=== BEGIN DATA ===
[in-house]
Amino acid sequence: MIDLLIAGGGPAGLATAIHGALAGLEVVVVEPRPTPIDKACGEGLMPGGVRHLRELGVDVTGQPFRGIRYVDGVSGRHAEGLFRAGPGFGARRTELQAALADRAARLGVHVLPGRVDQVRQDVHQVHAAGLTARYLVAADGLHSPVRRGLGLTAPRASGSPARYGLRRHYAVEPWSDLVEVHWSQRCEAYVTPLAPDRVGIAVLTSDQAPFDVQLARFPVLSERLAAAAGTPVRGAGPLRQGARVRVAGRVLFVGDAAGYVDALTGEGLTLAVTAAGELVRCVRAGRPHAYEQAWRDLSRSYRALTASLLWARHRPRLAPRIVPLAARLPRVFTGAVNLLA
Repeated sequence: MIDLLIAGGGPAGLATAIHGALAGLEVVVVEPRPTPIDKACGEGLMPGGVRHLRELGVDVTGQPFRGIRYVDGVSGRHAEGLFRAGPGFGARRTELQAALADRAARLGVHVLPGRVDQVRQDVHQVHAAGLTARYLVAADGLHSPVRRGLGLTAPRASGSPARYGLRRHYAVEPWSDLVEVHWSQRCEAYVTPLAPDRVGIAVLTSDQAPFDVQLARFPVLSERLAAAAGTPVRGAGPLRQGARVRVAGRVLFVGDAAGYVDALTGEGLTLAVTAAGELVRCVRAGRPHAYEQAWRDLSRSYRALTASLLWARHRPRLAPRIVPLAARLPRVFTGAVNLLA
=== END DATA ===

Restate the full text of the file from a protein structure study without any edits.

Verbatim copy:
[in-house]
Amino acid sequence: MIDLLIAGGGPAGLATAIHGALAGLEVVVVEPRPTPIDKACGEGLMPGGVRHLRELGVDVTGQPFRGIRYVDGVSGRHAEGLFRAGPGFGARRTELQAALADRAARLGVHVLPGRVDQVRQDVHQVHAAGLTARYLVAADGLHSPVRRGLGLTAPRASGSPARYGLRRHYAVEPWSDLVEVHWSQRCEAYVTPLAPDRVGIAVLTSDQAPFDVQLARFPVLSERLAAAAGTPVRGAGPLRQGARVRVAGRVLFVGDAAGYVDALTGEGLTLAVTAAGELVRCVRAGRPHAYEQAWRDLSRSYRALTASLLWARHRPRLAPRIVPLAARLPRVFTGAVNLLA
Repeated sequence: MIDLLIAGGGPAGLATAIHGALAGLEVVVVEPRPTPIDKACGEGLMPGGVRHLRELGVDVTGQPFRGIRYVDGVSGRHAEGLFRAGPGFGARRTELQAALADRAARLGVHVLPGRVDQVRQDVHQVHAAGLTARYLVAADGLHSPVRRGLGLTAPRASGSPARYGLRRHYAVEPWSDLVEVHWSQRCEAYVTPLAPDRVGIAVLTSDQAPFDVQLARFPVLSERLAAAAGTPVRGAGPLRQGARVRVAGRVLFVGDAAGYVDALTGEGLTLAVTAAGELVRCVRAGRPHAYEQAWRDLSRSYRALTASLLWARHRPRLAPRIVPLAARLPRVFTGAVNLLA